I really don’t know what to make of Elvis Costello‘s concert at the Royal Albert Hall. Part of BluesFest (what?!). He brings Steve Nieve & they play 8 songs together, some in radical new arrangements. His song selections are eclectic and perhaps a bit quirky. He’s often uncharacteristically flat or off key. He talks a lot. It contained sublime moments, but not enough of them. It was certainly no crowd-pleaser and the audience reaction was distinctly underwhelming. Georgie Fame & the Blue Flames, supporting, were great (though he talked a lot too). They played two songs together, one in each others’ set. I’ve seen almost every EC London outing in 30+ years and this was probably the least satisfying. Most odd.

Opera

The autumn Rossini pairing at WNO was amongst their best ever. Neither William Tell nor Moses in Egypt are typical Rossini (which may be why I liked them so much!); the latter more identifiably Rossini. Tell was the more satisfying all round – Moses was also a musical feast but the production wasn’t so good. Former MD Carlo Rizzi brought the best out of the orchestra and chorus (yet again) and there was no weakness in the soloists – just various levels of good to great.

The English Concert’s performance of Handel’s opera Alcina at the Barbican was a huge treat. A faultless cast was led by Joyce DiDonato & Alice Coote and the orchestra made a beautiful sound. I’d thought it might be a star vehicle for Joyce, but she was superbly matched by the rest and the audience showed their appreciation for them all.

I’ve seen a handful of Philip Glass operas, but until The Trial they’ve all been on a huge scale. What this chamber piece proves is how much more suited his music is to this smaller scale. It’s an absurdist, impenetrable story but it was superbly staged and performed by Music Theatre Wales in Covent Garden’s Linbury Studio.

Dance

Lord of the Flies is a big departure for New Adventures at Sadler’s Wells. With two-thirds of the large cast amateurs selected from workshops and open additions, there’s a freshness and energy thoroughly in keeping with William Golding’s story and contemporary dance is a suitable form to tell the tale. It was dark, but I loved it.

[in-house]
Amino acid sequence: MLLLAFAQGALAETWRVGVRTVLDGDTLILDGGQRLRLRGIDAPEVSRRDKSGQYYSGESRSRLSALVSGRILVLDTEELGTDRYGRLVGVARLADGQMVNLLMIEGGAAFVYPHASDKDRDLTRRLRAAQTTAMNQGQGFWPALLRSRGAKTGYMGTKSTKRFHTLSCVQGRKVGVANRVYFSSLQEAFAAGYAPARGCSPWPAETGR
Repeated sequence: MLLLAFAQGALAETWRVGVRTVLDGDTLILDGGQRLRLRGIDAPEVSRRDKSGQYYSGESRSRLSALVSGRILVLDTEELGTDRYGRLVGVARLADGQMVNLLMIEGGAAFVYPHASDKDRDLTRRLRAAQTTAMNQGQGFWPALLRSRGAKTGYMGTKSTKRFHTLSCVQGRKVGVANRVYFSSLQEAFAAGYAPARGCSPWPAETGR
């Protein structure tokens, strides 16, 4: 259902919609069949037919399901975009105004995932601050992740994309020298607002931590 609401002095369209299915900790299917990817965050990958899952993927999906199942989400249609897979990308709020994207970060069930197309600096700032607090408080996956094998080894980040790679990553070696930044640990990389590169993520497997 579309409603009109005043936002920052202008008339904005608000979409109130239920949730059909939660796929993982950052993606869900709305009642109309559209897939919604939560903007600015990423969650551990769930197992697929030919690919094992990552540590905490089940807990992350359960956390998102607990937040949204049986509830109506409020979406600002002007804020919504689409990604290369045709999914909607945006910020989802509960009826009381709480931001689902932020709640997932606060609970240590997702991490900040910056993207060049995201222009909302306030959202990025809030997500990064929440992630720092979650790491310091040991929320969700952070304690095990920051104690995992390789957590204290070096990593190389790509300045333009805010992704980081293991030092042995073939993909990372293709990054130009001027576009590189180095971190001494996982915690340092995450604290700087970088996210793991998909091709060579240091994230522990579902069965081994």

I don’t normally like mixed ballet programmes but Birmingham Royal Ballet‘s Shadows of War at Sadler’s Wells caught my imagination, largely because of the music. The first piece, to a Ravel piano concerto, was a bit frivolous for me, but the second was a fascinating re-staging of a Robert Helpmann work set in wartime Glasgow with music by Arthur Bliss and the third a lovely piece set to Malcolm Arnold and Benjamin Britten – and all at a half to a third of prices at the other Royal Ballet.

Cassandra is a rare modern dance piece from the Royal Ballet at the Linbury Studio. It was a nice combination of dance, music and film and it held me for 70 minutes, but in the end it was just OK. I think it was the lack of effective narrative drive / story that was its weakness.

Classical Music

I persuaded a friend who has recently taken up choral singing to go for one of those ‘scratch’ performances put together in one day. The choice of Elijah was ambitious, but they pulled it off. The soloists were terrific, particularly baritone Neal Davies, who gave it his all as if was at the Royal Albert Hall, and the orchestra of a handful of Philharmonia section principals with music students sounded great. It would have been good to see a much bigger audience – where were all the friends and families of the orchestra and chorus?